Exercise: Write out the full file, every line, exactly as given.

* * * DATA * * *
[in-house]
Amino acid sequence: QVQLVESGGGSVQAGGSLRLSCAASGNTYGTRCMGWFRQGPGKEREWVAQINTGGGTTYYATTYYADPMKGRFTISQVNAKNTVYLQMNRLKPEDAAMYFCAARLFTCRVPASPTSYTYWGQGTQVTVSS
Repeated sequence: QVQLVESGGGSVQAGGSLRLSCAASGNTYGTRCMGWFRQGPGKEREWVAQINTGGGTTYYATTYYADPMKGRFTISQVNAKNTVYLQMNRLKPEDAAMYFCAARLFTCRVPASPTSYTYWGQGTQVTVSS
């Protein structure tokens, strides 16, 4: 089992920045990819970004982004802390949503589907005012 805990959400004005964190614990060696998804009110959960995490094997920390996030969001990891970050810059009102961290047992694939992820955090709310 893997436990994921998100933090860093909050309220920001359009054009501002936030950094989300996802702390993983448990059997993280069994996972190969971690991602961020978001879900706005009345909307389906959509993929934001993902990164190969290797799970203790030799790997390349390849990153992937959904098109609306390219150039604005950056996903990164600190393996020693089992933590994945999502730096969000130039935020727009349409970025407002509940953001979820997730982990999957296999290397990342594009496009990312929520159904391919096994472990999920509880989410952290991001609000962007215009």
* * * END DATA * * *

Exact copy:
[in-house]
Amino acid sequence: QVQLVESGGGSVQAGGSLRLSCAASGNTYGTRCMGWFRQGPGKEREWVAQINTGGGTTYYATTYYADPMKGRFTISQVNAKNTVYLQMNRLKPEDAAMYFCAARLFTCRVPASPTSYTYWGQGTQVTVSS
Repeated sequence: QVQLVESGGGSVQAGGSLRLSCAASGNTYGTRCMGWFRQGPGKEREWVAQINTGGGTTYYATTYYADPMKGRFTISQVNAKNTVYLQMNRLKPEDAAMYFCAARLFTCRVPASPTSYTYWGQGTQVTVSS
């Protein structure tokens, strides 16, 4: 089992920045990819970004982004802390949503589907005012 805990959400004005964190614990060696998804009110959960995490094997920390996030969001990891970050810059009102961290047992694939992820955090709310 893997436990994921998100933090860093909050309220920001359009054009501002936030950094989300996802702390993983448990059997993280069994996972190969971690991602961020978001879900706005009345909307389906959509993929934001993902990164190969290797799970203790030799790997390349390849990153992937959904098109609306390219150039604005950056996903990164600190393996020693089992933590994945999502730096969000130039935020727009349409970025407002509940953001979820997730982990999957296999290397990342594009496009990312929520159904391919096994472990999920509880989410952290991001609000962007215009």